Abstract

I show that it is possible to choose the eikonals for the lens groups of a zoom lens such that extended objects at infinity are imaged perfectly, without any aberrations, at all zoom settings.

© 2001 Optical Society of America

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References

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  1. A. Walther, “Zoom lenses and computer algebra,” J. Opt. Soc. Am. A 16, 198–204 (1999).
    [CrossRef]
  2. R. Kingslake, A History of the Photographic Lens (Academic, New York, 1989), p. 161.
  3. For a general introduction to eikonal functions see Refs. 4-7.
  4. M. Herzberger, Strahlenoptik (Springer, Berlin, 1931).
  5. R. Luneburg, Mathematical Theory of Optics (University of California Press, Los Angeles, Calif., 1964).
  6. H. A. Buchdahl, An Introduction to Hamiltonian Optics (Cambridge University Press, Cambridge, UK, 1970).
  7. A. Walther, The Ray and Wave Theory of Lenses (Cambridge University Press, Cambridge, UK, 1995).
  8. T. Smith, “The changes in aberrations when the object and stop are moved,” Trans. Opt. Soc. 23, 139–153 (1921/1922).
  9. These calculations were carried out with the Oslo Six lens design program. Oslo Six is a registered trade mark of Sinclair Optics Inc., Fairport, New York.
  10. See, e.g., Ref. 7, pp. 228–229.

1999

Buchdahl, H. A.

H. A. Buchdahl, An Introduction to Hamiltonian Optics (Cambridge University Press, Cambridge, UK, 1970).

Herzberger, M.

M. Herzberger, Strahlenoptik (Springer, Berlin, 1931).

Kingslake, R.

R. Kingslake, A History of the Photographic Lens (Academic, New York, 1989), p. 161.

Luneburg, R.

R. Luneburg, Mathematical Theory of Optics (University of California Press, Los Angeles, Calif., 1964).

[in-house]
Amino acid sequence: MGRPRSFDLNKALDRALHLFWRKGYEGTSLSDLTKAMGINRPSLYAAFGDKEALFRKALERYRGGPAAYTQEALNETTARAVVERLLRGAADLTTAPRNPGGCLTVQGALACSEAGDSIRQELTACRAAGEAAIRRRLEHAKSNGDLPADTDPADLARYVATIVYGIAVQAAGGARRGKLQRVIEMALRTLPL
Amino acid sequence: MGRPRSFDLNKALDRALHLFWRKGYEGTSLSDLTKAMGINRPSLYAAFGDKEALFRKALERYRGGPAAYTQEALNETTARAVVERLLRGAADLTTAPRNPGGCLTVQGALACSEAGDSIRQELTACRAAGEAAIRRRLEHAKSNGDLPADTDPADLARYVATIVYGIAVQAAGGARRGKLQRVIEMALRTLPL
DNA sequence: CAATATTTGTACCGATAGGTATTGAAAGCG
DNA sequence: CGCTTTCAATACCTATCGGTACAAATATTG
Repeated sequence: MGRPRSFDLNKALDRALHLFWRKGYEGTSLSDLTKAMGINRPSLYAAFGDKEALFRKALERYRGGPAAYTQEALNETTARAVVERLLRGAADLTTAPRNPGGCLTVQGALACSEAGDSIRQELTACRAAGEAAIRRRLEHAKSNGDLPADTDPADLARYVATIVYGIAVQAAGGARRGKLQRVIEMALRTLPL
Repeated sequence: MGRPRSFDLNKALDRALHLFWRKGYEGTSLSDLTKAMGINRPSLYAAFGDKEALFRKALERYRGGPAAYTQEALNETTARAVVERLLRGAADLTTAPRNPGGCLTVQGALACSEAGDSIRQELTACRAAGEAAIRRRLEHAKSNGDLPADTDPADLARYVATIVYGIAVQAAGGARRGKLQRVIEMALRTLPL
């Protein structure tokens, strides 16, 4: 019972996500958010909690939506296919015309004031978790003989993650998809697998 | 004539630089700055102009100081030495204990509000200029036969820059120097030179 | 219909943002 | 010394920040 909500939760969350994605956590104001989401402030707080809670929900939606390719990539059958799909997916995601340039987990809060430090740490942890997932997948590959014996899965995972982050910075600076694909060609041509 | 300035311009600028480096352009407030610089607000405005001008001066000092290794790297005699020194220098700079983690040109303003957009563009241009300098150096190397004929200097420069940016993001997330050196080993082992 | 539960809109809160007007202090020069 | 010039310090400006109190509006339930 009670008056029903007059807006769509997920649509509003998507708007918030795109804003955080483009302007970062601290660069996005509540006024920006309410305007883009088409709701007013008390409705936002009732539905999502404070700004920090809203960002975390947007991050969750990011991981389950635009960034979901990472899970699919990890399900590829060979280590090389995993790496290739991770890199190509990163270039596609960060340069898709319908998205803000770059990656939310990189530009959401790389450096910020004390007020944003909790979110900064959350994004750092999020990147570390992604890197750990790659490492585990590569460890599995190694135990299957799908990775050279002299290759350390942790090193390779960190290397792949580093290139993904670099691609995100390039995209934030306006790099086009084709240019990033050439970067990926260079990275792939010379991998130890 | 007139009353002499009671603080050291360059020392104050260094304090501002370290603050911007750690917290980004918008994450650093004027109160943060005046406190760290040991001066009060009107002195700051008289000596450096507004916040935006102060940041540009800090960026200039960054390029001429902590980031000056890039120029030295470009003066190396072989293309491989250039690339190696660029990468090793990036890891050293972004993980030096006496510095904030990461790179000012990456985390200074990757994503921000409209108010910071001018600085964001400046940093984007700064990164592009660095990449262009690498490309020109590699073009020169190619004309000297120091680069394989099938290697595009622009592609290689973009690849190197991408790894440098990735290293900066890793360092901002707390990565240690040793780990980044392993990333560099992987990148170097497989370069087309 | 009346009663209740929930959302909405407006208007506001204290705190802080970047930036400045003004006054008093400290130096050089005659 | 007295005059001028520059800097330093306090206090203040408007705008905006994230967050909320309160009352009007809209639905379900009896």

Smith, T.

T. Smith, “The changes in aberrations when the object and stop are moved,” Trans. Opt. Soc. 23, 139–153 (1921/1922).

Walther, A.

A. Walther, “Zoom lenses and computer algebra,” J. Opt. Soc. Am. A 16, 198–204 (1999).
[CrossRef]

A. Walther, The Ray and Wave Theory of Lenses (Cambridge University Press, Cambridge, UK, 1995).

J. Opt. Soc. Am. A

Trans. Opt. Soc.

T. Smith, “The changes in aberrations when the object and stop are moved,” Trans. Opt. Soc. 23, 139–153 (1921/1922).

Other

These calculations were carried out with the Oslo Six lens design program. Oslo Six is a registered trade mark of Sinclair Optics Inc., Fairport, New York.

See, e.g., Ref. 7, pp. 228–229.

R. Kingslake, A History of the Photographic Lens (Academic, New York, 1989), p. 161.

For a general introduction to eikonal functions see Refs. 4-7.

M. Herzberger, Strahlenoptik (Springer, Berlin, 1931).

R. Luneburg, Mathematical Theory of Optics (University of California Press, Los Angeles, Calif., 1964).

H. A. Buchdahl, An Introduction to Hamiltonian Optics (Cambridge University Press, Cambridge, UK, 1970).

A. Walther, The Ray and Wave Theory of Lenses (Cambridge University Press, Cambridge, UK, 1995).

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Figures (1)

Fig. 1
Fig. 1

Schematic of a Donders system with a ray coming from the axial point at infinity.

Equations (40)

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sin(θ2/2)sin(θ3/2)=G,
Li=sin θi,ti=sin(θi/2),i=1  4.
Hi=Li+a3Li3+a5Li5+  
W1=n=0H1nFn(θ2).
x1=W1L1=n=1nH1n-1dH1dL1 Fn(θ2).
x1=-2f1t2=F1(θ2),
W1=-2f1H1t2+n=2H1nFn(t2).
W3=-2f1H4t3+n=2H4nFn(t3).
W2=-4f2sin(θ2/2)sin(θ3/2)=-4f2t2t3.
z=-f2/G,z=-Gf2,
E=W1+z cos θ2-z+W2+zcos θ3-z+W3.
z cos θ2-z=-z(1-cos θ2)=-2z sin2(θ2/2)=-2zt22.
E=-2f1H1t2+2H1nFn(t2)+2 f2G t22-4f2t2t3+ 2Gf2t32-2f1H4t3+2H4nFn(t3).
-2f1H1+2H1nFn(t2)t2+4f2G t2-4f2t3=0,
-2f1H4+2H4nFn(t3)t3+4Gf2t3-4f2t2=0.
-2f1(-GH1)-G2H1nFn(t2)t2+4Gf2t3-4f2t2=0.
W1=-2f1H1t2,W2=-4f2t2t3,
W3=-2f1H4t3,
E=2f2Gt2-Gt3-Gf1H12f22-Gf12H122f2.
t2-Gt3-Gf1H12f2=0,
a=(L22+M22)/2,b=L2L3+M2M3,
c=(L32+M32)/2.
L2=sin θ2cos ϕ2,M2=sin θ2sin ϕ2,
L3=sin θ3cos ϕ3,M3=sin θ3sin ϕ3.
a=(sin2 θ2)/2,b=sin θ2sin θ3cos(ϕ2-ϕ3),
c=(sin2 θ3)/2.
a=2 sin2(θ2/2)cos2(θ2/2)=2t22(1-t22),
b=4 sin(θ2/2)cos(θ2/2)sin(θ3/2)cos(θ3/2)×cos(ϕ2-ϕ3)=4t2t31-t221-t32cos(ϕ2-ϕ3),
c=2 sin2(θ3/2)cos2(θ3/2)=2t32(1-t32).
W1=-2f1H1t2cos(ϕ1-ϕ2),
W2=-4f2t2t3cos(ϕ2-ϕ3),
W3=-2f1H4t3cos(ϕ4-ϕ3),
E=-2f1H1t2cos ϕ2+2 f2G t22-4f2t2t3cos(ϕ2-ϕ3)+2Gf2t32-2f1(-GH1)t3cos ϕ3.
E=2 f2Gt2cos ϕ2-Gt3cos ϕ3-Gf12f2 H12+2 f2G (t2sin ϕ2-Gt3sin ϕ3)2-G f122f2 H12.
t2cos ϕ2-Gt3cos ϕ3-Gf12f2 H1=0,
t2sin ϕ2-Gt3sin ϕ3=0.
E=-G f122f2 H12,
W1=-2f1b1-2a2(1+1-2c),
W2=-2f2b1+1-2a1+1-2c,
W3=-2f1b1-2c2(1+1-2a).

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